What I Do Know
Todd Dominey is cursing the shortcommings of CSS today. I’ve been trying to put my thoughts together into a really solid rant about the truly painful weaknesses of trying to design without tables for a while now, and this is one of the best examples I’ve read so far.
Close to the root of the whole ugly mess are two simple facts about publishing on the web. 1: The web is very young and terribly vast. 2: CSS is a poor language for styling content. All I’m going to say about my first point is that the web’s youth and size mean that many necessary advancements are going to come very slowly.
With respect to the second point, CSS is better than what we had before. But it’s missing so much. For example, it seems to me (and correct me if I’m wrong) that there is no concept of columns in CSS. That’s part of exactly what drew people to using nested tables. The ability to say, “This section of the page is divided into N columns.” Now, instead of nested tables, we pervert CSS’s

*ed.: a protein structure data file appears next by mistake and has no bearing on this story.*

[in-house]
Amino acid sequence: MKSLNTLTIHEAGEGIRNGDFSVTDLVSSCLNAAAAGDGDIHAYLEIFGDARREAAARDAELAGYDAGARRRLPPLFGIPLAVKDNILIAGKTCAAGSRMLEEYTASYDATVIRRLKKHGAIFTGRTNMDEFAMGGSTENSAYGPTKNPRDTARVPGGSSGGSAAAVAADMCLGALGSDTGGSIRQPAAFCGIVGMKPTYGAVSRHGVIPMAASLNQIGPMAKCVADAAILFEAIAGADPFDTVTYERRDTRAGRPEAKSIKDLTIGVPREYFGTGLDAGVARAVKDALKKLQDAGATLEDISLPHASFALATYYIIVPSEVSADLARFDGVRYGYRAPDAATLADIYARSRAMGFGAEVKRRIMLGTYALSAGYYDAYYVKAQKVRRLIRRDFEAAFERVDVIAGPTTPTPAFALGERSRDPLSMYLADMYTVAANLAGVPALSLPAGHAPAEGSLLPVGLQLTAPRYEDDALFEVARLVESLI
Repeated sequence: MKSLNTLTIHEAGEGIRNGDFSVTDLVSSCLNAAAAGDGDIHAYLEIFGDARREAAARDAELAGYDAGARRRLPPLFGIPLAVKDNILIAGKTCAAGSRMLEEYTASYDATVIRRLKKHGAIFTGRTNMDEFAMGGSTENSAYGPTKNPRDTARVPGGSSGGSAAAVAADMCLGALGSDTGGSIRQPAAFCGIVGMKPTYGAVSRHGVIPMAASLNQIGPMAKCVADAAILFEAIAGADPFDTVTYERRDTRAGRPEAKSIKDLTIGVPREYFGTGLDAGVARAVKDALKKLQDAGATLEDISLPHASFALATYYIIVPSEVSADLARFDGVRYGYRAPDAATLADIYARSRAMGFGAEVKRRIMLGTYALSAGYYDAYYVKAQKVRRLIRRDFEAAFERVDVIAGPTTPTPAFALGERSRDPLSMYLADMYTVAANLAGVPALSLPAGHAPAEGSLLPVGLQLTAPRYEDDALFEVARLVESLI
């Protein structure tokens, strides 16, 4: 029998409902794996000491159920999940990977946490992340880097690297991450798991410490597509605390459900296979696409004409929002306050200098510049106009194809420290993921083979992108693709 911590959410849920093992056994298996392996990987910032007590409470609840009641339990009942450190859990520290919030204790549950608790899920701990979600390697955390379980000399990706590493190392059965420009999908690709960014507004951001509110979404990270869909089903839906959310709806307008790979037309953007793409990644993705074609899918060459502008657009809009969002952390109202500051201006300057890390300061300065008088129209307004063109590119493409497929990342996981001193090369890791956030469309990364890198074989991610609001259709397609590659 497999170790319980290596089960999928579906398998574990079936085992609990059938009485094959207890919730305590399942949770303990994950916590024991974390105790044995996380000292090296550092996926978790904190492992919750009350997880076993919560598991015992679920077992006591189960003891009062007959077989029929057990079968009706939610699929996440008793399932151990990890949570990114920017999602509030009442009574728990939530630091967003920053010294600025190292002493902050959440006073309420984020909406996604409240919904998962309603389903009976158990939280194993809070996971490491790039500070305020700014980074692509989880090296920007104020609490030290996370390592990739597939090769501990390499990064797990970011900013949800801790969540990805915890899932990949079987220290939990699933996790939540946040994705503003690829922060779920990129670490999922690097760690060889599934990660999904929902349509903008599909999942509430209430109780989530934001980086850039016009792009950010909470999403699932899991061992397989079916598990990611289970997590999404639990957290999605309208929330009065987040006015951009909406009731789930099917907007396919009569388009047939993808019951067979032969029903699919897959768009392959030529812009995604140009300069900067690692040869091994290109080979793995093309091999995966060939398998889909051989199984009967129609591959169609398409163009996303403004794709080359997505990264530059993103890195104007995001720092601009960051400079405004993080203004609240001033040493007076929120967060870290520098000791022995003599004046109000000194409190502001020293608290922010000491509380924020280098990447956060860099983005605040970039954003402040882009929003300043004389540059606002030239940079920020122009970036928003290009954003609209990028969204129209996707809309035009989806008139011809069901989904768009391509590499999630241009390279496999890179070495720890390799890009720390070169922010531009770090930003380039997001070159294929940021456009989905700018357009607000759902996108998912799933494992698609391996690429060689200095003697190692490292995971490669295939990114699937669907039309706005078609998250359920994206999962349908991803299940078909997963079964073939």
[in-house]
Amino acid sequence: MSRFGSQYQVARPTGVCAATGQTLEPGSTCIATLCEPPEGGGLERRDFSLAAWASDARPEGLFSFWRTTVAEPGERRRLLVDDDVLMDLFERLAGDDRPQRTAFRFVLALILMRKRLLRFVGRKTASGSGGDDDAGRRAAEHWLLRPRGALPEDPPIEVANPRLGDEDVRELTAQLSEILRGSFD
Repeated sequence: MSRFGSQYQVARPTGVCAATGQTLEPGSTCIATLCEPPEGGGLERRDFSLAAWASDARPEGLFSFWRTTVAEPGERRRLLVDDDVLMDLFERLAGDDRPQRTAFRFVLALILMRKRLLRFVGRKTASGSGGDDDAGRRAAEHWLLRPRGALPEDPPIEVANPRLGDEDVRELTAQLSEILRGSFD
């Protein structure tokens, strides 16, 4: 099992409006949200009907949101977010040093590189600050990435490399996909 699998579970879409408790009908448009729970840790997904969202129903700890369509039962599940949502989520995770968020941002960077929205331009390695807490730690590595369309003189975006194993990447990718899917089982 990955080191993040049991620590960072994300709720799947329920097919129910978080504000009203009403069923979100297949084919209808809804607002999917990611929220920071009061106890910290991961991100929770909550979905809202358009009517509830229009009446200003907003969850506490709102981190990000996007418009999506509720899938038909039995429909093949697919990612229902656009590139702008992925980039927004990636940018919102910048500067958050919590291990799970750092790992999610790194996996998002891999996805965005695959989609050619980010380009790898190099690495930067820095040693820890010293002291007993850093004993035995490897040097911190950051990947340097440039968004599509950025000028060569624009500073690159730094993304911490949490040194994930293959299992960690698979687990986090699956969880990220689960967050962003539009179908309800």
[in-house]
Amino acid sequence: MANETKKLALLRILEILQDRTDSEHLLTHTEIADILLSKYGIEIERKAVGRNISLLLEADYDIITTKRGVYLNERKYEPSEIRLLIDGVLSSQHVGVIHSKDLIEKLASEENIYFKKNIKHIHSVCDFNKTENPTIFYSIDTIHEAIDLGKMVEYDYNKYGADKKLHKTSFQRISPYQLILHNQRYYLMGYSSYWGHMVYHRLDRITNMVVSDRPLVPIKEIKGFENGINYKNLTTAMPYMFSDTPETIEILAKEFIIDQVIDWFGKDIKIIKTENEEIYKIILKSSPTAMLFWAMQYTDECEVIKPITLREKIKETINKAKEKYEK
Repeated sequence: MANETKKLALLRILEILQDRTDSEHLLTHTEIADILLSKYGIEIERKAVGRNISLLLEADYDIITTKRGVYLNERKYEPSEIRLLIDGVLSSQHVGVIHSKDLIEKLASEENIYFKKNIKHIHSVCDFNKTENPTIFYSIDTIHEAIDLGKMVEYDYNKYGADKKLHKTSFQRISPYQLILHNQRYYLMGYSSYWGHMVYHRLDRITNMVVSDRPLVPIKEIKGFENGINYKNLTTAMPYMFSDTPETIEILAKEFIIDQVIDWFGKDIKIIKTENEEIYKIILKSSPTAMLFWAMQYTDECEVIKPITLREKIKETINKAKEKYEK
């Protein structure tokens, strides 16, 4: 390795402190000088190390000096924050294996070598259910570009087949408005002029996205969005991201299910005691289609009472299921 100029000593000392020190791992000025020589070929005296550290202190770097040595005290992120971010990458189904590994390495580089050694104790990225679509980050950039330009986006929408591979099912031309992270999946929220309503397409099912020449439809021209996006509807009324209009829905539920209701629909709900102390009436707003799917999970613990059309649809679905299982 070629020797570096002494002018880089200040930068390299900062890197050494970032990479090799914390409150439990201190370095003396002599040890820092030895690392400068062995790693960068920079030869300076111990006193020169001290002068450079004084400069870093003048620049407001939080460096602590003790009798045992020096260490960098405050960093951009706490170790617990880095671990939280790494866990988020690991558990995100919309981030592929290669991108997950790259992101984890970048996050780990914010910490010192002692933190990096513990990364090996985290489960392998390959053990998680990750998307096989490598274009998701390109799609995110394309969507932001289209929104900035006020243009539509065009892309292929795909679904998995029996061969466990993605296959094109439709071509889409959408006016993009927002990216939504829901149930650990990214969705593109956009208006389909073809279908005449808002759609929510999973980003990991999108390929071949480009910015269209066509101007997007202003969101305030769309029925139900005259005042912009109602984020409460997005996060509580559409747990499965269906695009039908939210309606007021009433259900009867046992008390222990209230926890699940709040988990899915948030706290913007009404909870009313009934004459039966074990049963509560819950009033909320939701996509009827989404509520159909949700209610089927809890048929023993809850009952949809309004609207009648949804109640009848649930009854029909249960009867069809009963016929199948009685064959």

float element to fake the appearance of columns. Which leaves us with the kind of problems which are frustrating Mr. Dominey.
What XHTML/CSS might need is a sub-element for the
<div> tag which would get us our columns. For example,
<div><dc>Column One</dc><dc>Column Two</dc></div> would get us a
<div> divided into two columns. The width, padding, color, etc. of the
<dc> tags could be set with CSS.
This is simply my “five-minutes of thought” solution to a hideously complex problem. XHTML/CSS has significant shortcomings and the right solutions won’t be easy to find or quick to roll-out.